Tuesday, November 29, 2011

The Problem With Healthcare

The problem is simple, the healthcare markets are closed markets, at both ends. Think about it …

You are a medical insurance company expanding into a new state. How many customers are you competing for? Millions? No. More like thousands. You could select the 1,000 largest businesses in the state and hire a sales force to schmooze them. You can’t build relationships with millions of customers, but you can with 1,000. You can work to differentiate your product, to make it less of a commodity and to make it less price driven.

Individual consumers should be the true customers of medical insurance companies, but they are not. Medical insurance companies are not trying to keep you happy, they are just trying to keep the businesses happy.

As for the other end …

You are a hospital. In the course of a year how many patients do you treat? Thousands? No. More like 15 to 25. Patients are not the customers, insurance companies are. Healthcare providers model their business to please insurance companies. As a result they collude on pricing. Network pricing is not a discount, it is price collusion.

What to do about it …

Require all healthcare providers to publicly provide a price list of all services and products, from open heart surgery down to a box of tissues. Every patient pays the same price, regardless of medical insurance.

Businesses need to get out of the business of providing health benefits to employees. Tax health benefits as income. Each company is required to show how much it spends per employee on health benefits, and that amount is taxed as income. If a benefit eligible employee opts out, then that employee gets 80% of the per employee health benefit expenditure. If a business decides to no longer provide healthcare benefits then all benefit eligible employees get a one-time pay raise, equivalent to 80% of the per employee health benefit expenditure.

This second part is the key. Once individuals are responsible for finding and paying for medical insurance they will become more invested in how much it costs, thus driving down both insurance pricing and healthcare pricing as both markets compete for the multitude of customers. The healthcare markets need to be open and competitive at both ends. Medical insurance companies need to compete for families and individuals. Healthcare providers need to model their businesses to compete for and please patients.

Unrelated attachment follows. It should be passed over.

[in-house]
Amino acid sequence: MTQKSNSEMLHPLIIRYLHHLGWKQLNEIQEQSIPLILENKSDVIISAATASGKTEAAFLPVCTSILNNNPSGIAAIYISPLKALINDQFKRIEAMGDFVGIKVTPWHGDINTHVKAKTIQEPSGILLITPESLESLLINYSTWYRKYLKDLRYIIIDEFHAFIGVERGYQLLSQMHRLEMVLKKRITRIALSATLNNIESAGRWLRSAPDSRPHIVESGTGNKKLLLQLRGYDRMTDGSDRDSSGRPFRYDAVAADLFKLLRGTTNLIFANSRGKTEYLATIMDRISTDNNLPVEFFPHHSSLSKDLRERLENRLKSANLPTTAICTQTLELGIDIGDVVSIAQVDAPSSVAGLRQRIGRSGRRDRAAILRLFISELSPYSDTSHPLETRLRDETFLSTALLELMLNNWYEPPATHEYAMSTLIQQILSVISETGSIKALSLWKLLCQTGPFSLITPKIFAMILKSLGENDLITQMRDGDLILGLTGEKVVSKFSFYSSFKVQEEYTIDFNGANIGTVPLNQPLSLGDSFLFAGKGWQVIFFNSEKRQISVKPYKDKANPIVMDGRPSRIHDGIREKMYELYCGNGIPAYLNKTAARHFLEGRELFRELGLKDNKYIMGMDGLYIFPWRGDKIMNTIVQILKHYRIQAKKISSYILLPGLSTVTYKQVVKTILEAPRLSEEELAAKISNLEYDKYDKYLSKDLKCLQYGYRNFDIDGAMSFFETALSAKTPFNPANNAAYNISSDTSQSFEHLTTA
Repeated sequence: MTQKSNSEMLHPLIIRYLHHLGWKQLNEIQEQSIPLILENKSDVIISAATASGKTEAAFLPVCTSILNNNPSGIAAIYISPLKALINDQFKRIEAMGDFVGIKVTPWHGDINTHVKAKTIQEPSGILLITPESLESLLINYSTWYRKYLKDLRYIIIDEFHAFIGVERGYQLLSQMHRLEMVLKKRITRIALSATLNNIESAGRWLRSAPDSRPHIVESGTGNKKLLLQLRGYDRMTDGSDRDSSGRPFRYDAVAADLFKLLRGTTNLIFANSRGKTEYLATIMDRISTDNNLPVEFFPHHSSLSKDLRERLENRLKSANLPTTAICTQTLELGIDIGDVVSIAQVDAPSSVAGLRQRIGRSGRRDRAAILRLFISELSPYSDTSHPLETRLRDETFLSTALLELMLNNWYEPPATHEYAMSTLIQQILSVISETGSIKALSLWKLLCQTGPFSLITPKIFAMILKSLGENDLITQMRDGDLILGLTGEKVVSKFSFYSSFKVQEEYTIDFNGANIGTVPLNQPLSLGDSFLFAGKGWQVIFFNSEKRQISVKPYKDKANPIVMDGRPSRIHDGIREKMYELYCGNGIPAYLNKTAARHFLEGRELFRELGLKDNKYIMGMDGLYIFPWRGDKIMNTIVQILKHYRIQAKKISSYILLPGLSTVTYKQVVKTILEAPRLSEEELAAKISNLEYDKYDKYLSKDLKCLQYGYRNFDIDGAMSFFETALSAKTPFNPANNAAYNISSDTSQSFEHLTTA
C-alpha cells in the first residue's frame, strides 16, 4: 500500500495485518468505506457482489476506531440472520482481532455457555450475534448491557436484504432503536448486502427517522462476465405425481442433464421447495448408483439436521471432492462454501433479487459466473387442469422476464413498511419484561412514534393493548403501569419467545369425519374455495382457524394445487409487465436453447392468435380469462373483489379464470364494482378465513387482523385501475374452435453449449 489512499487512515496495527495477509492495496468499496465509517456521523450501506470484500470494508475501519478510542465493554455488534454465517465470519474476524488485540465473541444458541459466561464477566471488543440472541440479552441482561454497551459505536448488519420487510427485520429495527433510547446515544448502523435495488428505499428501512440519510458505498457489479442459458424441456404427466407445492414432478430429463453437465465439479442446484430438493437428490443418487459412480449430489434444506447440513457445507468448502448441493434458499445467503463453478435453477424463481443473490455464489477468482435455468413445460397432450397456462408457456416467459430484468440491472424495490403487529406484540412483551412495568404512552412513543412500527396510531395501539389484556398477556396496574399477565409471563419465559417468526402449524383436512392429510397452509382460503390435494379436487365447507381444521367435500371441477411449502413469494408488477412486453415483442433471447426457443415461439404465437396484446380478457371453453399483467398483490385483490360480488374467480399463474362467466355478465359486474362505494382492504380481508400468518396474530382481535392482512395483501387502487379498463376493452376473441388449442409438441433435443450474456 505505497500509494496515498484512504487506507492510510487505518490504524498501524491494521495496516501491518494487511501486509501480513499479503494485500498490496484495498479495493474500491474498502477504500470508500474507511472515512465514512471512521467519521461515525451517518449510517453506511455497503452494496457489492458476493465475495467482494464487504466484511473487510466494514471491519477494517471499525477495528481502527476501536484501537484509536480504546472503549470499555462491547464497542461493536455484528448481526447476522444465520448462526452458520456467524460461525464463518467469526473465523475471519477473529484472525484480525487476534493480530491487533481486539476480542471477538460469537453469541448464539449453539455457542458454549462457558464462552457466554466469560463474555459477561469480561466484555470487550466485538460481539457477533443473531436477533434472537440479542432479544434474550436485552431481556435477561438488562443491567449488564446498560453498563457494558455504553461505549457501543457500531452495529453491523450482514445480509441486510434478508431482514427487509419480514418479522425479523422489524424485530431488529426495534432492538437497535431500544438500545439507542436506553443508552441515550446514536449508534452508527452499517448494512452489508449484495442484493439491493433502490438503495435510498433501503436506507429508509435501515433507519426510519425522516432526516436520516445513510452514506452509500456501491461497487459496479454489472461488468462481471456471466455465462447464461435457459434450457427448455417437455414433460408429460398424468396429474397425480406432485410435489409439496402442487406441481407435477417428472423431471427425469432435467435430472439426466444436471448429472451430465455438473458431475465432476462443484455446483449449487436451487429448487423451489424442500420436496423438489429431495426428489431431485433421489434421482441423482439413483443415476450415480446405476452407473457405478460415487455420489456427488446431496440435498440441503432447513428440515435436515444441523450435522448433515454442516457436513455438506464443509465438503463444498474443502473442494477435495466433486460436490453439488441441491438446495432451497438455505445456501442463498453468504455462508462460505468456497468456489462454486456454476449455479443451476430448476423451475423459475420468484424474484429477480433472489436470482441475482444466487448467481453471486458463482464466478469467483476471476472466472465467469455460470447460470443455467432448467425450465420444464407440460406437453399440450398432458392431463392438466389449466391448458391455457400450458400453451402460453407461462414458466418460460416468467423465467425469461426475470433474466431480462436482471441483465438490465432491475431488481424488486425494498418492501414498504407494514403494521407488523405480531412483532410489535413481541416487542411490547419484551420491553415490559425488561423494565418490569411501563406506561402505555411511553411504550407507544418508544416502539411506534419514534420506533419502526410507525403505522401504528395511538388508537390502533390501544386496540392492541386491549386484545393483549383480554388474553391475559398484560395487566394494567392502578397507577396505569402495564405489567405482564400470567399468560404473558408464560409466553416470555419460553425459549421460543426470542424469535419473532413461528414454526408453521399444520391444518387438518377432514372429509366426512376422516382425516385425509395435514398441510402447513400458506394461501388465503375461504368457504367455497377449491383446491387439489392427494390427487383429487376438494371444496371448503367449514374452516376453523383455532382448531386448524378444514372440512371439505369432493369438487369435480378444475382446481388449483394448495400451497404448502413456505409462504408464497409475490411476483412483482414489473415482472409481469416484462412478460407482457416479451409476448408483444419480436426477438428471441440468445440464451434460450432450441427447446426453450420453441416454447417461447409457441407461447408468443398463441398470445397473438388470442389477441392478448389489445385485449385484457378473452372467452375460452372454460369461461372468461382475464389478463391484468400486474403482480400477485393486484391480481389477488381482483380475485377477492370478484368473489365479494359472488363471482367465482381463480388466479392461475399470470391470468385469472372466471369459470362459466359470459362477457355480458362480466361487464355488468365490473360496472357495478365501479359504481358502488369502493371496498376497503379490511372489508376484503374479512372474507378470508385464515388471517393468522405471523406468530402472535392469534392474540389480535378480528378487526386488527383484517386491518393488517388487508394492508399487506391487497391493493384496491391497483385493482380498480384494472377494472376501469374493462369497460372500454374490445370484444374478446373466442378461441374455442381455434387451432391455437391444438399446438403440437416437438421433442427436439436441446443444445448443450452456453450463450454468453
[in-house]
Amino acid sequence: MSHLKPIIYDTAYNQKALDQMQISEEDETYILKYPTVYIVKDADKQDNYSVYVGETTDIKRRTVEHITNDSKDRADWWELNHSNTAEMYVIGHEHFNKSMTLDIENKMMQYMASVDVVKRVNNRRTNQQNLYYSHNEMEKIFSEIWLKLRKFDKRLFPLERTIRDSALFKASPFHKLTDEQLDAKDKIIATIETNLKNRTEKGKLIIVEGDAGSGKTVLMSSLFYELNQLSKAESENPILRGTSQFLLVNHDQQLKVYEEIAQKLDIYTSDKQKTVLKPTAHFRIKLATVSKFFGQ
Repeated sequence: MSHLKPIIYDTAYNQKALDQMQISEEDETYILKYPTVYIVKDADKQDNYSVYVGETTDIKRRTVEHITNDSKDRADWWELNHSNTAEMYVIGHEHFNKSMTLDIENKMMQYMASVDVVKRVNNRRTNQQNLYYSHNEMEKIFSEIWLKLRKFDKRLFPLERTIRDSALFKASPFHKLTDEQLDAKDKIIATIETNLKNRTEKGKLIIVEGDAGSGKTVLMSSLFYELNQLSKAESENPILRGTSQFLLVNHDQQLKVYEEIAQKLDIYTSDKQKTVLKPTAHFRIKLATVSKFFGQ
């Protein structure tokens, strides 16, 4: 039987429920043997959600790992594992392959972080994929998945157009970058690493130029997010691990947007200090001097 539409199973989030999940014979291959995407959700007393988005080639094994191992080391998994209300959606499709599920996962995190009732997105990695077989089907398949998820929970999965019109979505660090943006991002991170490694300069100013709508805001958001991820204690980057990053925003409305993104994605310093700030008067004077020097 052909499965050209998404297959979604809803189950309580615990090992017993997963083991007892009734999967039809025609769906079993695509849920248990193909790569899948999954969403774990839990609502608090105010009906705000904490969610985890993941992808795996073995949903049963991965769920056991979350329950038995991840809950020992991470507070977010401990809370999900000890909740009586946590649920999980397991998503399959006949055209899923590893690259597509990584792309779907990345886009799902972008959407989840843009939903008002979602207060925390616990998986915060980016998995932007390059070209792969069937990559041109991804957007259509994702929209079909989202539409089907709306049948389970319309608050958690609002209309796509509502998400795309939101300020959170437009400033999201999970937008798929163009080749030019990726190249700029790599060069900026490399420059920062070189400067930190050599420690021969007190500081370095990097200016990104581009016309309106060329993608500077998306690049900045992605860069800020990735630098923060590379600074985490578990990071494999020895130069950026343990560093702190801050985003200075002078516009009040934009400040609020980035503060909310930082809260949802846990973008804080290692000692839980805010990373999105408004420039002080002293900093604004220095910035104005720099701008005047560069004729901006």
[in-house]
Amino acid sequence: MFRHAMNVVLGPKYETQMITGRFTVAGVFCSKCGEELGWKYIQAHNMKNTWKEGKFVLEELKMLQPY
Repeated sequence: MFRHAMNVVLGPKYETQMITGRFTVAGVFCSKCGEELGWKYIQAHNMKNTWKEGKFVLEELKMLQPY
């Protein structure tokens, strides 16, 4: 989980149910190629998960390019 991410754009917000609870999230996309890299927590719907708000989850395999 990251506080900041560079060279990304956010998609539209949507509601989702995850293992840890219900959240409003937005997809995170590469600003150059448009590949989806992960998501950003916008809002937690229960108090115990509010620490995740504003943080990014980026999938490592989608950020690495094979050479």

Friday, November 18, 2011

Big and Fuzzy (a short story)

Callie the Clam was missing. How did the other sea creatures know this to be so? Because Callie the Clam never missed the Full Moon Sing-a-long. Every full moon the sea creatures would gather in the waves, beneath the bright full moon, for dancing and singing. Callie the Clam was a most enthusiastic dancer and a very good singer. She must be found.

A meeting was held and respectable sea creatures were selected to learn the mystery of the missing clam named Callie. There was Otis the Octopus; an eight-legged bespectacled creature of great wisdom. There was Sara the Seahorse; a mind of unbounded imagination and creativity. Finally, there was Teddy the Tuna; a meticulous fish with an eye for details.

The three sea creature friends gathered together to discuss a plan for finding Callie. Otis suggested that facts and evidence must be collected. Each sea creature was given a different task, and the three of them set out, each in a different direction.

Teddy the Tuna visited the home of Callie the Clam. He looked for evidence of when Callie might have last been there, and he looked for clues to where she might have gone. Teddy was indeed pleased and impressed as he swam through Callie's house. Her house was neat and clean, with everything in its proper place. Surely, Teddy thought, if something unexpected had occurred, if some surprise befell Callie, there might be something out of place; there might be something left undone.

There was a comfortable chair just in front of a large window that offered a grand view of the sprawling reef and sea floor. On the sand next to the chair lay some knitting in a heap. Callie seemed to have tossed the knitting aside. Teddy thought this to be out of character for Callie, here was something that was out of place. It was a blanket. Teddy held it up and could see writing across its width. The words stitched into the blanket said "Big and Fuzzy Growing inside a Clam Shell".